The article below is from our BRIEFINGS newsletter of 05 May 2022
China’s digital champions have been buffeted by uncertainty on three fronts: COVID-19 measures, regulatory tightening and the risk of delisting from US stock markets. We sat down with Ronald Keung, the head of Goldman Sachs Research’s Asia internet team to discuss the recovery of China’s internet sector following a period of weaker earnings. Looking beyond the near-term COVID impact, Keung says that the outlook remains promising for investors.
Strict containment measures have been imposed in China’s tech hubs, including Shanghai. How have these restrictions impacted the internet sector? Do you expect an increase in online spending?
When containment measures were first rolled out in Wuhan in 2020, we saw a significant shift online across multiple verticals in China. The temporary closure of physical stores was positive for many players and China’s online population surged. This time around, while we think that restrictions are likely to increase time spent on games and online videos, consumption started on a weaker note this year, and people are spending more on staples rather than on clothes and other discretionary items. Local governments in China are issuing coupons to boost consumer confidence and ramp up spending in the second quarter. The upcoming “6.18” shopping festival in China, that spans from June 1st-18th, will be a key event to gauge the impact of consumption stimulus across big-ticket items.
Another factor is that the containment measures have caused disruption to supply chains, but e-commerce companies are working closely with the government to restart their operations. To put this into perspective, in the first week of April, when containment measures were introduced in Shanghai, one of the biggest e-commerce companies operated at 20% of their average daily handling capacity. In the fourth week of April, their handling capacity bounced back to around 80%.
Looking beyond the near-term COVID impact, what are the future growth drivers in this sector?
The medium-to-long-term outlook remains promising for investors, and we’ve forecast China's e-commerce market to reach US$2.7 trillion by 2025 from US$1.7 trillion in 2021. Firstly, we expect solid growth from China's internet verticals with lower online penetration. Some of the major platforms have already tapped most of China’s internet users. For instance, online penetration for China’s advertising and games industries is already at nearly 80%. That’s why we think the key growth opportunities ahead are in the underpenetrated categories, like fresh food, pharmaceutical services and to-Business opportunities, including enterprise I.T. spending on cloud and logistics supply chain services. Secondly, we see internationalization as a key growth driver. Various platforms are tapping into the opportunities outside of China, with expansion into South East Asia and Latin America.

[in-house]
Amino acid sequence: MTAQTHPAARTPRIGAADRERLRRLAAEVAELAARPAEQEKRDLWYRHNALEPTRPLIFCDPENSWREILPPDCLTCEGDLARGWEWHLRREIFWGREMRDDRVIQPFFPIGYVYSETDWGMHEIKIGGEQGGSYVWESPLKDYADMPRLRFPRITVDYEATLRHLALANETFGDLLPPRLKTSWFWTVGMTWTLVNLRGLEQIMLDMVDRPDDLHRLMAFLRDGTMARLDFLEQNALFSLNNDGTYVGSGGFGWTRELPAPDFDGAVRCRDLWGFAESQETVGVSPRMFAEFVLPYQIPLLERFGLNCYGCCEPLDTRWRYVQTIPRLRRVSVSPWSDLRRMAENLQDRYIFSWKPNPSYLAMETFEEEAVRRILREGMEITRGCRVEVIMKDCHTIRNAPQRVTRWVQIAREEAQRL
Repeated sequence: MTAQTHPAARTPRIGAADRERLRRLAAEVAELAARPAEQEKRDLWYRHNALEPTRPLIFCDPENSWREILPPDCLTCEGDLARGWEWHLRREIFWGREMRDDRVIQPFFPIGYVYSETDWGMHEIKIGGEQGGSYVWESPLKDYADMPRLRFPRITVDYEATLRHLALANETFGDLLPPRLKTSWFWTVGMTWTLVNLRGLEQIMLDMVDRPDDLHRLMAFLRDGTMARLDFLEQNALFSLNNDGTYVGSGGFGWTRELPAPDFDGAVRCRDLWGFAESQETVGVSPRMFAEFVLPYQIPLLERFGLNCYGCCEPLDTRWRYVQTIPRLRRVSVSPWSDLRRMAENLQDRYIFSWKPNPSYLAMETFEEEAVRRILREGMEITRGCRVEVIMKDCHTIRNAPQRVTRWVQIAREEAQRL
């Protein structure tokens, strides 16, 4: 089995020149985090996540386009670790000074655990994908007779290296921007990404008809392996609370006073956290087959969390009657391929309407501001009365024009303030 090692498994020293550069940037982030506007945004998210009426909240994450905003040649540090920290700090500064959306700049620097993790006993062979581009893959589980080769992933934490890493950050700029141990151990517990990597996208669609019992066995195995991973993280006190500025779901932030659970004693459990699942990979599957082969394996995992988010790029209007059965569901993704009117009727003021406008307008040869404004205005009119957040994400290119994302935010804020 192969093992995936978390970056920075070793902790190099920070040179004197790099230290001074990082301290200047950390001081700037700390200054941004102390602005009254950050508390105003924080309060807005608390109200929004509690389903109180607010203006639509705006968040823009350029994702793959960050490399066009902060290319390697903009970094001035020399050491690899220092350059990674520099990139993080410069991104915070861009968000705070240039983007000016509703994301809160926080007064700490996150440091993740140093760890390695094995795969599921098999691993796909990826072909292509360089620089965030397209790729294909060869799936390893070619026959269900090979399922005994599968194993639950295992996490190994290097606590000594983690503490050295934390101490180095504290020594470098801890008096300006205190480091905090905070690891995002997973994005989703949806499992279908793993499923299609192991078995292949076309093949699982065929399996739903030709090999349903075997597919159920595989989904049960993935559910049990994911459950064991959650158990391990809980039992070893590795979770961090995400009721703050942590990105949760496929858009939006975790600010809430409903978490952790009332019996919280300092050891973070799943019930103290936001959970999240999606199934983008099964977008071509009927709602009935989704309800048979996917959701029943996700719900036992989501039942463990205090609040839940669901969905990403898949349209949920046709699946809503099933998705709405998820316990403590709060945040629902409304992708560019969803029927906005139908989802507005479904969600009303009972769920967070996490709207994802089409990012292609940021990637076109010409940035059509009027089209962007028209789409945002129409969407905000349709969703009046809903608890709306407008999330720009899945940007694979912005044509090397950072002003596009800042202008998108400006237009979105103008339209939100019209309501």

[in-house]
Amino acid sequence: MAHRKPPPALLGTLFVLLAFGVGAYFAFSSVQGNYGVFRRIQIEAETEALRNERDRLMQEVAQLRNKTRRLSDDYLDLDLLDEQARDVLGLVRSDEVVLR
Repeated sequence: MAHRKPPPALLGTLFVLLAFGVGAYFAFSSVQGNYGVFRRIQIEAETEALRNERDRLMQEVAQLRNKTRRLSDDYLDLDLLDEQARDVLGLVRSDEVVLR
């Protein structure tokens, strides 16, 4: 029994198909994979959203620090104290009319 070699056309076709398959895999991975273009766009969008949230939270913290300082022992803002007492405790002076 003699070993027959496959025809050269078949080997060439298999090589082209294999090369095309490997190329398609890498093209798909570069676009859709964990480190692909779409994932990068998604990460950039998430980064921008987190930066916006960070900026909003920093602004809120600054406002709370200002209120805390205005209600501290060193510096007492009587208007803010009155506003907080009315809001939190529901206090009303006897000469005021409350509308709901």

China's internet share prices have underperformed their U.S. peers over the past year. Do you expect this to change?
Weaker earnings momentum and concerns over macro weakness and regulations were the main reasons that China’s internet sector underperformed their U.S. peers over the past year. But we expect to see a recovery of earnings towards the second half of this year. There are long-term winners in this space that have built high enough moats around their businesses and have multiple growth drivers beyond their core business. Those with strong balance sheets and cash positions could drive further buybacks or even start to pay dividends.
Last year the Chinese government tightened regulations on tech companies. How is the internet sector faring?
2021 was a year of new regulations focused on driving long-term health and fairer competition in China's internet industry. This year, many of those regulations will go into effect. We’ll gain more clarity as this progresses, but recent signals have been positive. Last month, the Politburo, China’s top decision-making body, stated its plans to complete targeted inspections of the country’s internet platforms and launch measures that aim to support regulated healthy development of the sector.
There are a few key regulatory developments that we’re watching this year. Firstly, we’re expecting continued oversight and guidance from Chinese authorities on platform business take rates. There are plans to set a cap on the percentage that ride-hailing platforms can take from drivers’ fees, as well as guidance to lower online food delivery platforms' delivery service fees during COVID periods.
Secondly, in July last year, the Cyberspace Administration of China launched a probe into a few U.S. listed firms as part of its focus on data security and we’re awaiting the conclusion. Finally, we’ll be looking for any progress on US-China audit inspection. Currently, Chinese companies traded in the U.S. aren’t audited by the Public Company Accounting Oversight Board (PCAOB), a U.S. audit regulator. Chinese regulatory authorities are hopeful that an agreement can be reached with the PCAOB and we’ll be watching out for progress.